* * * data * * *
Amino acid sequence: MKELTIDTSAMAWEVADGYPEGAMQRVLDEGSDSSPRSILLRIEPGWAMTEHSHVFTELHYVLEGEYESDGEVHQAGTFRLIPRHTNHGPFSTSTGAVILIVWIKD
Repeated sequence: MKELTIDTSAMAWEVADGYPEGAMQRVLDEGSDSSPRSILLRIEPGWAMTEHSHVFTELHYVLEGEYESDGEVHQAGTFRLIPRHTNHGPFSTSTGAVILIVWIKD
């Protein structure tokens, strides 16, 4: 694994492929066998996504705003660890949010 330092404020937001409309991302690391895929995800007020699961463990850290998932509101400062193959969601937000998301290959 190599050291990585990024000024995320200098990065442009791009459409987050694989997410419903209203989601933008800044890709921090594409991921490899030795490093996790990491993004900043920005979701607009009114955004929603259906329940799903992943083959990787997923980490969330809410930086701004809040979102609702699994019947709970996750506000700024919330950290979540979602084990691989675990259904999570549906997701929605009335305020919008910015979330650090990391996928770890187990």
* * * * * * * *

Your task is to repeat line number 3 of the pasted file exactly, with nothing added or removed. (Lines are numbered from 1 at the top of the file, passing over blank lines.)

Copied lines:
């Protein structure tokens, strides 16, 4: 694994492929066998996504705003660890949010 330092404020937001409309991302690391895929995800007020699961463990850290998932509101400062193959969601937000998301290959 190599050291990585990024000024995320200098990065442009791009459409987050694989997410419903209203989601933008800044890709921090594409991921490899030795490093996790990491993004900043920005979701607009009114955004929603259906329940799903992943083959990787997923980490969330809410930086701004809040979102609702699994019947709970996750506000700024919330950290979540979602084990691989675990259904999570549906997701929605009335305020919008910015979330650090990391996928770890187990």